Turning left going down Landgate was Bragg’s antiques, next came Burnhams builder’s office and then further down an espresso coffee shop and a hairdresser owned by a Mr Osborne. A few other shops and then the British Legion in King Street, also the Labour Exchange (now Eagle House). Past that was Burnham’s Yard and also Bournes Removals warehouse.
A small Electric Cinema
Back into Landgate and heading towards Hilder’s Cliff going up on the left a little cobblers shop, and in between was the small Rye Electric Cinema, then the Queens Head then on to Higgins’ fruit and vegetable shop. Next door was where I was employed as a paper boy, the owner was mayor of Rye at one time, a Mr Horner, and later Reg and Chris Emson.
Next door was Bryan’s who sold toys and many other items including fireworks and next door to Bryan’s was I believe the Halifax Building Society, now GMP Accountants, then Thompson’s bakery owned by Mr Webb. Next and last shop coming up Landgate was Mr Wicken’s shoe shop, who also owned another shoe shop in Landgate.
Going up to Hilder’s Cliff on the right hand side was the Collegiate School, then into Rye High Street, first on the left hand side was Woolgars Jewellers (now Gilfrins). Following on, there was Doctor Parkes’ surgery at 112, the Rye borough engineer’s office (now the Pette shop) at 111, then the Red Cross, Britches and Rivers men’s outfitters (now a sweet shop), Casa Conti Italian Restaurant (now Hayden’s), and the North Kent Building Society (now Rye Art Gallery). Then came Bunty’s sweet shop (now tea rooms), and Hamilton’s materials and furnishings shop.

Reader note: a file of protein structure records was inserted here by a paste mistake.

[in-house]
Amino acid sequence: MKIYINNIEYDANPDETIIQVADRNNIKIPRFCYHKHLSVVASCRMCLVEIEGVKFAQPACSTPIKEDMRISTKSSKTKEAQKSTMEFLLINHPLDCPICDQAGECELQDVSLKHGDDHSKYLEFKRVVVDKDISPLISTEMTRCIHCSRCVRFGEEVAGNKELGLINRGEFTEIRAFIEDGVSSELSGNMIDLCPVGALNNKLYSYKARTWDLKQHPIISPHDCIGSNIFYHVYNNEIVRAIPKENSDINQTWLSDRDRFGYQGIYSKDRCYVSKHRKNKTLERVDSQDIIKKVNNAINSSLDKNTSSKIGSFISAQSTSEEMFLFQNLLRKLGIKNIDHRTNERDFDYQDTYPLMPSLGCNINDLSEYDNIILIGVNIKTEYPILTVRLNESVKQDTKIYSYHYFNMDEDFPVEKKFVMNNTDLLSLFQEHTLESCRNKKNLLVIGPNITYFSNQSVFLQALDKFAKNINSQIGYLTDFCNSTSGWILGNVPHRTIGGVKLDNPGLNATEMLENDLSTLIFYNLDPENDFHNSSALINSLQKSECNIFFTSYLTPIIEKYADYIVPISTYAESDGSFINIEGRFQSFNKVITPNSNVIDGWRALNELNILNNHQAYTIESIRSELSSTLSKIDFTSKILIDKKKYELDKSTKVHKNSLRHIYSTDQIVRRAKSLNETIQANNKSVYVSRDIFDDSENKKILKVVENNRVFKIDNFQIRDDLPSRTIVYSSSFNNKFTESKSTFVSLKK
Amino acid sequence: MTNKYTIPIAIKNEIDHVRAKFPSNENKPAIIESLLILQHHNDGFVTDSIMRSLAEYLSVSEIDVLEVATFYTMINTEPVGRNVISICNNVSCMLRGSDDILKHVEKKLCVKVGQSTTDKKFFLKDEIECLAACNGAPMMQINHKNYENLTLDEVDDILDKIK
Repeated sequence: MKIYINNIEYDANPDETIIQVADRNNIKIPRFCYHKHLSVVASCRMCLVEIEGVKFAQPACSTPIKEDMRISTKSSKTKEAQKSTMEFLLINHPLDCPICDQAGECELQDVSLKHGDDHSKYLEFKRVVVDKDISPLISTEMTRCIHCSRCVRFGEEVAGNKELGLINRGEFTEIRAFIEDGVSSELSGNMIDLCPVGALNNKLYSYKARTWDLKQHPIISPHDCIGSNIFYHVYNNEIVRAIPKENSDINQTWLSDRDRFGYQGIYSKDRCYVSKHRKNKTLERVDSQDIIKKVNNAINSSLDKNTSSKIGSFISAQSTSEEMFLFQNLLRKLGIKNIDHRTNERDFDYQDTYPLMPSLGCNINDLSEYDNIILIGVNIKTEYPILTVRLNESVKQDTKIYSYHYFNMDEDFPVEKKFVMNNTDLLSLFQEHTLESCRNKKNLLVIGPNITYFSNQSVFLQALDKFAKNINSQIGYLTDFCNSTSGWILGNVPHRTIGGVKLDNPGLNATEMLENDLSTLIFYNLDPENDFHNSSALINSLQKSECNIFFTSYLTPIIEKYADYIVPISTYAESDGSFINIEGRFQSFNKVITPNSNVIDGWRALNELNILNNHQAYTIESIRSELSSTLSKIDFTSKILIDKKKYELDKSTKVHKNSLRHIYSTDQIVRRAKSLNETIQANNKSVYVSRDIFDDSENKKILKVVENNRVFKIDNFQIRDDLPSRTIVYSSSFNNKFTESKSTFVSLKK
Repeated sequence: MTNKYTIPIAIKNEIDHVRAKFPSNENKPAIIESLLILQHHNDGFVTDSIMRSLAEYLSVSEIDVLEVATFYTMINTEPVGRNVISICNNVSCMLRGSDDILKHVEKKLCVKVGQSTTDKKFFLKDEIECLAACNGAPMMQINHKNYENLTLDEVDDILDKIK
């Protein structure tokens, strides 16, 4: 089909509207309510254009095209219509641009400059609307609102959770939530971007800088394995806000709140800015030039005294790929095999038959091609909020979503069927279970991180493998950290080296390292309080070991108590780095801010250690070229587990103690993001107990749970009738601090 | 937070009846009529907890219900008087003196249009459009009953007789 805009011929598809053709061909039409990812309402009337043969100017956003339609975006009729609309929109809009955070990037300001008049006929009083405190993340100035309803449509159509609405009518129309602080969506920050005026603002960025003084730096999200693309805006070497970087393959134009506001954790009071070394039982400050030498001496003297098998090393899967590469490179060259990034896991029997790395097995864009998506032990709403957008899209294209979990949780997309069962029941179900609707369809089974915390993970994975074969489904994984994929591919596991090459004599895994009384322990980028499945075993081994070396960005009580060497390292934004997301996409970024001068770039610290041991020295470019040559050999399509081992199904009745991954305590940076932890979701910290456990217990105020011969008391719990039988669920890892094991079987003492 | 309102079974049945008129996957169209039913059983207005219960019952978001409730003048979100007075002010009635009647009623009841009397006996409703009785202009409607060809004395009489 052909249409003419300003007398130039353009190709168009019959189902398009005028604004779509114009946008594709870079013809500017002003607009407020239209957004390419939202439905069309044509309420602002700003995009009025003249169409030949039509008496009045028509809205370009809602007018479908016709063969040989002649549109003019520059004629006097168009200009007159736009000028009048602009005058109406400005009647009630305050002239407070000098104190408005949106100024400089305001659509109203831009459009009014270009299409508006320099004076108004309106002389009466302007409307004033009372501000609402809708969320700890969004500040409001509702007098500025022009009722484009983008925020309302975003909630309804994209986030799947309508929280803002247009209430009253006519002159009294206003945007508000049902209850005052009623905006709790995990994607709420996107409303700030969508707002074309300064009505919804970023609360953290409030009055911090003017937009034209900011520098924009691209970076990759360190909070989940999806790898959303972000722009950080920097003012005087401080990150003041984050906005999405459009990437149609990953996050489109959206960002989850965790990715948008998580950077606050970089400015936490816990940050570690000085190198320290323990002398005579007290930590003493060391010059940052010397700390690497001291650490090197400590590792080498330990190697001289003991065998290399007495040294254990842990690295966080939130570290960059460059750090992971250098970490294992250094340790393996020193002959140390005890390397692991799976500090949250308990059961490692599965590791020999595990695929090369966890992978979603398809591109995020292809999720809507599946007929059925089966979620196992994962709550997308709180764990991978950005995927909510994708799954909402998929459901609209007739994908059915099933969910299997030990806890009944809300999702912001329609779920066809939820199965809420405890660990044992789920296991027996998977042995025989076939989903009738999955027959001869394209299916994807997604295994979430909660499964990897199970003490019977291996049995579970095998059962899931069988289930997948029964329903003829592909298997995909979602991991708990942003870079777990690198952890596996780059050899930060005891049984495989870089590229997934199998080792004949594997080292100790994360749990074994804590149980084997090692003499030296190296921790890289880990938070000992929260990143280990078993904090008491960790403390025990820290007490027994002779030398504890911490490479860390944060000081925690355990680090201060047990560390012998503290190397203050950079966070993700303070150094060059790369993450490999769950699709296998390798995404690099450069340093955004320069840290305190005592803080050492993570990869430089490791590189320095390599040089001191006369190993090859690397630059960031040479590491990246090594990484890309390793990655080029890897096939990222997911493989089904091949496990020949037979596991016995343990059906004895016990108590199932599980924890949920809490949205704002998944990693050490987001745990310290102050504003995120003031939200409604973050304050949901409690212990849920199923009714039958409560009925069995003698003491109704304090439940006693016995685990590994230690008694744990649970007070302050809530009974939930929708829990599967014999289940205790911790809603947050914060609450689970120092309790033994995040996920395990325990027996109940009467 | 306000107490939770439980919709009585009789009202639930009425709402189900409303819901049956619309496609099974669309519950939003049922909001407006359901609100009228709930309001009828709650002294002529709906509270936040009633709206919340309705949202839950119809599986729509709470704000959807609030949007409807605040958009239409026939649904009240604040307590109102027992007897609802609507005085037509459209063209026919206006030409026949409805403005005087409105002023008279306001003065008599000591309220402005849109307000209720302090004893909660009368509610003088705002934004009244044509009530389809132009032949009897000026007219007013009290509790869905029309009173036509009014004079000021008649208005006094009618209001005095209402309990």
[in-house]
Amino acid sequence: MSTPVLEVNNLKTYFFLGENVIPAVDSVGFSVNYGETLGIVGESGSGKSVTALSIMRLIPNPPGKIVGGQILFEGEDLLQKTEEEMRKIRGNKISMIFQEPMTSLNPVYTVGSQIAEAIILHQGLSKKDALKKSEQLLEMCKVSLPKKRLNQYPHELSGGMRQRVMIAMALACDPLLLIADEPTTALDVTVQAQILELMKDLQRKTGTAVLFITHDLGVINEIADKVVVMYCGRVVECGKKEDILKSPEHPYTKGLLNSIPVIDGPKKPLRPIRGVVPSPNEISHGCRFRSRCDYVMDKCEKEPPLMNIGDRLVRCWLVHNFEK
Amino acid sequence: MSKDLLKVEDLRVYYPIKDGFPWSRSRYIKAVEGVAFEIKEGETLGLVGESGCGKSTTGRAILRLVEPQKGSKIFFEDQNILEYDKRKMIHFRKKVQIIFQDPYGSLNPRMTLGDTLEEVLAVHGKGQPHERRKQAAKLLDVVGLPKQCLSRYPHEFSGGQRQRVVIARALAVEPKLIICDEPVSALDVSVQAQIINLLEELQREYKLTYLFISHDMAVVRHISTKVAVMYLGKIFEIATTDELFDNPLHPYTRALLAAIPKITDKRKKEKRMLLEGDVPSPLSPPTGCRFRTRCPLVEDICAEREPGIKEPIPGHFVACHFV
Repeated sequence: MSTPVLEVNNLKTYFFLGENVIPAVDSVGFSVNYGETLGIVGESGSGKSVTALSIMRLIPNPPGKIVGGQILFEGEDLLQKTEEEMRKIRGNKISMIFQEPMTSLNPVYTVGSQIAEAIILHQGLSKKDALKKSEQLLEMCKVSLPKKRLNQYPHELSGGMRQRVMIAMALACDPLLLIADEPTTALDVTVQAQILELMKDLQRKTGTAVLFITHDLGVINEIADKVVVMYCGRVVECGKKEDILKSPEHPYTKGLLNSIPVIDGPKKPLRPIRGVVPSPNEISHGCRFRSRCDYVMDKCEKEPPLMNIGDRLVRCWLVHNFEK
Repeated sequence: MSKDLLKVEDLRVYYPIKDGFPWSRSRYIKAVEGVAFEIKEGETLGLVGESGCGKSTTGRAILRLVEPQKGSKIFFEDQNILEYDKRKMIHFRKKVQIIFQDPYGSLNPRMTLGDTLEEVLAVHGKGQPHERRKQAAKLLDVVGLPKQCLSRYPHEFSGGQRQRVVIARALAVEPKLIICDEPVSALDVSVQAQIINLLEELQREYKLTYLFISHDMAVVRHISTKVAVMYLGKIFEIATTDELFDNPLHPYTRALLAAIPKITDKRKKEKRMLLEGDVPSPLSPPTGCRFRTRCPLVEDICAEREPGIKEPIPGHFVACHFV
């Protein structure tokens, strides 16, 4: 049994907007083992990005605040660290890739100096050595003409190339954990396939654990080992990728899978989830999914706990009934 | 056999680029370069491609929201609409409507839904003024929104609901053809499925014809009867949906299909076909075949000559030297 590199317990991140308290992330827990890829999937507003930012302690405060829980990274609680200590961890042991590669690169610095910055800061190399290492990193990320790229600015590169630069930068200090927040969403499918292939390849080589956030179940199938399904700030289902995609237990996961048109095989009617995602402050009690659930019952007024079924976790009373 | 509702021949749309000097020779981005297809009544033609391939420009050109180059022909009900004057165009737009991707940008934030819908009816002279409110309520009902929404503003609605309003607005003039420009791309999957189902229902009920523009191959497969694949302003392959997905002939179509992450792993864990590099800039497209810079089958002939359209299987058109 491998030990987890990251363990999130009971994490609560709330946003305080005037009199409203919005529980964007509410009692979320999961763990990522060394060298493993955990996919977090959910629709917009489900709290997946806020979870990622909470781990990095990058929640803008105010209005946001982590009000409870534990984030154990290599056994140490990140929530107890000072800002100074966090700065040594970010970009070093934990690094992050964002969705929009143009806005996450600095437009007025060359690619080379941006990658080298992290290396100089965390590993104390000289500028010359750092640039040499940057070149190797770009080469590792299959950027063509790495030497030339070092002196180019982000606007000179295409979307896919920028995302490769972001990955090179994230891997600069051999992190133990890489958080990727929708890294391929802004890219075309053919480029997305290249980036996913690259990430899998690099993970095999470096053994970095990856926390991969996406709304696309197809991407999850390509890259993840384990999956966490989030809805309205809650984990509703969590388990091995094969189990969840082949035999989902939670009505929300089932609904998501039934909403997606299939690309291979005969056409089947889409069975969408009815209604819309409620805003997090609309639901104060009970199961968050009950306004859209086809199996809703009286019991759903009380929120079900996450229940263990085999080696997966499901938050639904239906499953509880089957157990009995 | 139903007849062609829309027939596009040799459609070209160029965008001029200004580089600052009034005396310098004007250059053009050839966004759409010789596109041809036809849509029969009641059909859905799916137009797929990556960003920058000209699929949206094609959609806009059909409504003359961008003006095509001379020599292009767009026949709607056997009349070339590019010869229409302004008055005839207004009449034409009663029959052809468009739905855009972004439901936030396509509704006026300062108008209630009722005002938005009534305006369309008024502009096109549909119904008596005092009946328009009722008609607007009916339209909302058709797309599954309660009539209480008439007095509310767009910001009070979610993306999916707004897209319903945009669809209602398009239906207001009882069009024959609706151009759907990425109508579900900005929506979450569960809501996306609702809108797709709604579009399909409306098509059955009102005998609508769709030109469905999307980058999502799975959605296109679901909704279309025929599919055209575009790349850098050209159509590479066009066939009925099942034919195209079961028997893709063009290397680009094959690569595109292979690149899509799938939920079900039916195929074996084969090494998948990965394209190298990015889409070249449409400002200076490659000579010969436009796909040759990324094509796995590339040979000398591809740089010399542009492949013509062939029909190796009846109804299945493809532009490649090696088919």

Across East Street was the Old Apothecary chemists, Rye Goldsmiths and an off licence nearby. Next was Ashbee’s butchers, and Bennett’s men’s outfitters. Across Lion Street was the George Hotel, John Dennis ironmongers, and Roseanne dress shop. Somewhere near was a Victoria Wine shop, then Adin Coates ladies undies and haberdashery, Miller and Macer’s delicatessen (now Nationwide), and the Hastings and Thanet Building Society.